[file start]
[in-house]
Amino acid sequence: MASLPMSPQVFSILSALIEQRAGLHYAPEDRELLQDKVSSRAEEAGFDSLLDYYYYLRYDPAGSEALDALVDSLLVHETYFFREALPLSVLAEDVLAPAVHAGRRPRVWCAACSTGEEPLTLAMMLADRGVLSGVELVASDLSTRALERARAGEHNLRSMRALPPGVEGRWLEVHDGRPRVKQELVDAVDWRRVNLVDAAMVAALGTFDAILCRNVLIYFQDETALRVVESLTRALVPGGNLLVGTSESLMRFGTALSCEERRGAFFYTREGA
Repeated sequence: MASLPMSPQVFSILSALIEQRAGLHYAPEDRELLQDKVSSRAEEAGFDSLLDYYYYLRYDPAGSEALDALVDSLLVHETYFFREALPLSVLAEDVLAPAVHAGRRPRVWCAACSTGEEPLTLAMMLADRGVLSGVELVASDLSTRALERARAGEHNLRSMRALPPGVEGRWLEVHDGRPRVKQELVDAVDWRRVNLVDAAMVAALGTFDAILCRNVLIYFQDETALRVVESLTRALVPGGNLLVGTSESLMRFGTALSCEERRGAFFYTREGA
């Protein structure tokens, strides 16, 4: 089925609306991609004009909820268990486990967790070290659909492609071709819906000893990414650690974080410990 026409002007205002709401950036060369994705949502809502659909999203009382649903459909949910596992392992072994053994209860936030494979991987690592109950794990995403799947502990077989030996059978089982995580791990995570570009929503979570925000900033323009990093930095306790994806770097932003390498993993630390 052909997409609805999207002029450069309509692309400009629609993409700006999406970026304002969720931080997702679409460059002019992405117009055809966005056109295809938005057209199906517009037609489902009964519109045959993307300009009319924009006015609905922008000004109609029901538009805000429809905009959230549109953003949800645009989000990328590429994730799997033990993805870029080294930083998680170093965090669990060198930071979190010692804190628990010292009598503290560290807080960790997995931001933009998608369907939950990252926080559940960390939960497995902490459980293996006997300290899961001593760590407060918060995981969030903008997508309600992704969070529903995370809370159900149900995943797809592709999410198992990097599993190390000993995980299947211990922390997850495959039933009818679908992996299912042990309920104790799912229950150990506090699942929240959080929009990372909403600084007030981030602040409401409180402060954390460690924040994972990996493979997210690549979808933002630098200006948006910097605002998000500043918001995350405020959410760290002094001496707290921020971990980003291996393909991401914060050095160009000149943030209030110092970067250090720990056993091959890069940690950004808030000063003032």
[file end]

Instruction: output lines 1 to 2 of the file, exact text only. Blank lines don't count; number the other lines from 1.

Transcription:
[in-house]
Amino acid sequence: MASLPMSPQVFSILSALIEQRAGLHYAPEDRELLQDKVSSRAEEAGFDSLLDYYYYLRYDPAGSEALDALVDSLLVHETYFFREALPLSVLAEDVLAPAVHAGRRPRVWCAACSTGEEPLTLAMMLADRGVLSGVELVASDLSTRALERARAGEHNLRSMRALPPGVEGRWLEVHDGRPRVKQELVDAVDWRRVNLVDAAMVAALGTFDAILCRNVLIYFQDETALRVVESLTRALVPGGNLLVGTSESLMRFGTALSCEERRGAFFYTREGA